We have a special treat today for the letter "S".
Bonus S: SEISMIC CRIMES
Today is the release of Chrys Fey's first novel!
An Internal Affairs Investigator was murdered and his brother, Donovan Goldwyn, was framed. Now Donovan is desperate to prove his innocence. And the one person who can do that is the woman who saved him from a deadly hurricane—Beth Kennedy. From the moment their fates intertwined, passion consumed him. He wants her in his arms. More, he wants her by his side in his darkest moments.
ALSO AVAILABLE IN PRINT!
Here we are to the letter "S" and the subject of sports. First, I'm not a real big sports fans. Especially in the 50s, when more important things were on my mind. I was a band kid and did enjoy the football games, but only to march on the field. I do like baseball. Go Rangers! but don't follow the other sports. Let's take a look now at some of the best from the 50s.
Is baseball your sport?
He is a ten-time MLB All-Star and six-time World Series champion. He won the Cy Young Award and World Series Most Valuable Player Award in 1961. He led the American League in wins three times. The Yankees retired Ford's number in his honor.
Anyone a golfer? I played a couple of times. Scored like 30, um, 30 strokes to get to the first hole.
I guess top golfers get to ride in parades.
William Ben Hogan was born August 13, 1912, died July 25, 1997. He is generally considered one of the greatest players in the history of golf. Born within six months of two other golf greats of the 20th century, Sam Snead and Byron Nelson, Hogan is noted for his profound influence on golf swing theory and his legendary ball-striking ability.
His nine career professional major championships tie him with Gary Player for fourth all-time, trailing only Jack Nicklaus (18), Tiger Woods (14) and Walter Hagen (11). He is one of only five golfers to have won all four major championships currently open to professionals.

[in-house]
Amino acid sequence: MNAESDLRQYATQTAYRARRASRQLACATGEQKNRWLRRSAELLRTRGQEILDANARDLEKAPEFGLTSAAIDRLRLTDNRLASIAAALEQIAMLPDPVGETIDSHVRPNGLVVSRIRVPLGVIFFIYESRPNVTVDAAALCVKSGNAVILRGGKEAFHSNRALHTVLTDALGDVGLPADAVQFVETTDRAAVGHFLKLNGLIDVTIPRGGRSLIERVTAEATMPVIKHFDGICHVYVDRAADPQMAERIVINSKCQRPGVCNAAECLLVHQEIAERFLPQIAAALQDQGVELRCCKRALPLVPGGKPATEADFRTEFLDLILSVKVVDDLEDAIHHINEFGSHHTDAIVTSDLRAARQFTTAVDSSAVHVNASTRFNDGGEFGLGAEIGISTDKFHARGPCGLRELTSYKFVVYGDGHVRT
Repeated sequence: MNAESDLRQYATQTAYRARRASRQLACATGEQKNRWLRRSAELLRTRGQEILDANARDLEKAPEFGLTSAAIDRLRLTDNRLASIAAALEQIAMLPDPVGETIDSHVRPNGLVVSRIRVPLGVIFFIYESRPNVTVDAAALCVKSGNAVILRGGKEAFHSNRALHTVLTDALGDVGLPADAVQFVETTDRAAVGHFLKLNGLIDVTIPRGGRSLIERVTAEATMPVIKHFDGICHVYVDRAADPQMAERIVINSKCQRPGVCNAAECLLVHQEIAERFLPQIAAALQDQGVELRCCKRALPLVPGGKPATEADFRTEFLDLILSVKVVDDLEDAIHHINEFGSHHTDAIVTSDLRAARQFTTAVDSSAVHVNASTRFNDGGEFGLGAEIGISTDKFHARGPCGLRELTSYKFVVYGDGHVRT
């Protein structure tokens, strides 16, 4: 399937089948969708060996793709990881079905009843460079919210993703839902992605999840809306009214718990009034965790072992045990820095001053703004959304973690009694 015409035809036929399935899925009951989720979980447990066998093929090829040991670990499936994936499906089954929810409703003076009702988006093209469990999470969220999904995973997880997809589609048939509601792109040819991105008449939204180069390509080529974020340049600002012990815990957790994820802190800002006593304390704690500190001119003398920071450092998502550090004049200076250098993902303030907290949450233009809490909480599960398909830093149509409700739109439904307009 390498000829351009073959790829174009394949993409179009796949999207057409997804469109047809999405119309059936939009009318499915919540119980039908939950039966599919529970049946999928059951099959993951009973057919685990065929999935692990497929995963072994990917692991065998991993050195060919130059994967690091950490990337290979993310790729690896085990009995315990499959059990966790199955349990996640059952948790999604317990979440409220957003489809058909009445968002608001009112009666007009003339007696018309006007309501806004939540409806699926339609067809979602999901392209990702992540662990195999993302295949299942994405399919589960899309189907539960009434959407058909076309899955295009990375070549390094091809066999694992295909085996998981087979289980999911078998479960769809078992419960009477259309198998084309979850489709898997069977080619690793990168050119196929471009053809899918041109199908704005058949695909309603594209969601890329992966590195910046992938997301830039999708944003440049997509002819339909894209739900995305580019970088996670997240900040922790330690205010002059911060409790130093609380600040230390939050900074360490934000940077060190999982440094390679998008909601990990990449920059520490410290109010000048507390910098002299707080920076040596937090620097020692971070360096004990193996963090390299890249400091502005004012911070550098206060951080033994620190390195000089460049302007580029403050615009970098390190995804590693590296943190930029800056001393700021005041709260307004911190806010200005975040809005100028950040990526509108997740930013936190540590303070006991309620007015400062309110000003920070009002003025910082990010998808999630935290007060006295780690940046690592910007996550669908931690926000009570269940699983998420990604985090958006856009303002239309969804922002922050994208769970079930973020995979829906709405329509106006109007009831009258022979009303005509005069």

Is tennis your game?
Louise Brough was born in Oklahoma City in 1923. Her family moved to Beverly Hills, California, when she was four. She learned to play tennis on the public courts at Roxbury Park. In 1940 and 1941 she won the US Girls' Championship. She went on to play doubles with her friend Margaret Osborne DuPont and they won many more tournaments, as well as singles at Wimbledon.
She was inducted into the International Tennis Hall of Fame in 1967. She died on February 3, 2014, at the age of 90.
What if you were great at golf, basketball, and track and field?
Mildred Ella "Babe" Didrikson Zaharias was born June 26, 1911, died September 27, 1956. She achieved success in golf, basketball, track and field. She won two gold medals and one silver medal for track and field in the 1932 Los Angeles Olympics. She dominated the Women's Professional Golf Association until serious illness ended her career in the mid 1950s.
And the final sport, yes I know there are others, but time has run out. My cats are demanding dinner.
Otto Everett Graham, Jr. was born December 6, 1921, died December 17, 2003. He played quarterback for the Cleveland Browns and is regarded by critics as one of the most dominant players of his era. He took the Browns to league championship games every year between 1946 and 1955. They won seven of them. He still holds the NFL record for career average yards gained per pass attempt, with 8.98. He also holds the record for the highest career winning percentage for an NFL starting quarterback.
And now you know. Thanks for reading.
Information from Wikipedia, the free encyclopedia.
Photos from Wikipedia and various places.
Enjoy the Weekend.